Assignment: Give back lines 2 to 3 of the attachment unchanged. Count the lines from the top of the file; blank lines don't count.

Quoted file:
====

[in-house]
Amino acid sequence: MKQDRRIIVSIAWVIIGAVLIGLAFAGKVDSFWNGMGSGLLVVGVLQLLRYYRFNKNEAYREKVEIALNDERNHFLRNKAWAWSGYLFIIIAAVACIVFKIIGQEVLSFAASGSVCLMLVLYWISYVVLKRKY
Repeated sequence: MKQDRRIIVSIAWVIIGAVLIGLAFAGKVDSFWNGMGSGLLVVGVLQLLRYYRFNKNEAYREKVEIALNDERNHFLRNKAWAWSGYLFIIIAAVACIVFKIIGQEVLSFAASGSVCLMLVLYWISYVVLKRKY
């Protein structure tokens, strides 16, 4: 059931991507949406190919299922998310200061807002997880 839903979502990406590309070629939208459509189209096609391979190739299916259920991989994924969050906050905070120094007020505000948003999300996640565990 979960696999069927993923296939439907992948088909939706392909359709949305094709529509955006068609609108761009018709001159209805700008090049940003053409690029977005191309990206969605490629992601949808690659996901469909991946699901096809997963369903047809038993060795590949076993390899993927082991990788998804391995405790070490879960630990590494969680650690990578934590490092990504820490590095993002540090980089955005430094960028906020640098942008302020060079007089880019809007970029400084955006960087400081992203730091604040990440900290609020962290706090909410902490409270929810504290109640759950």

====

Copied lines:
Amino acid sequence: MKQDRRIIVSIAWVIIGAVLIGLAFAGKVDSFWNGMGSGLLVVGVLQLLRYYRFNKNEAYREKVEIALNDERNHFLRNKAWAWSGYLFIIIAAVACIVFKIIGQEVLSFAASGSVCLMLVLYWISYVVLKRKY
Repeated sequence: MKQDRRIIVSIAWVIIGAVLIGLAFAGKVDSFWNGMGSGLLVVGVLQLLRYYRFNKNEAYREKVEIALNDERNHFLRNKAWAWSGYLFIIIAAVACIVFKIIGQEVLSFAASGSVCLMLVLYWISYVVLKRKY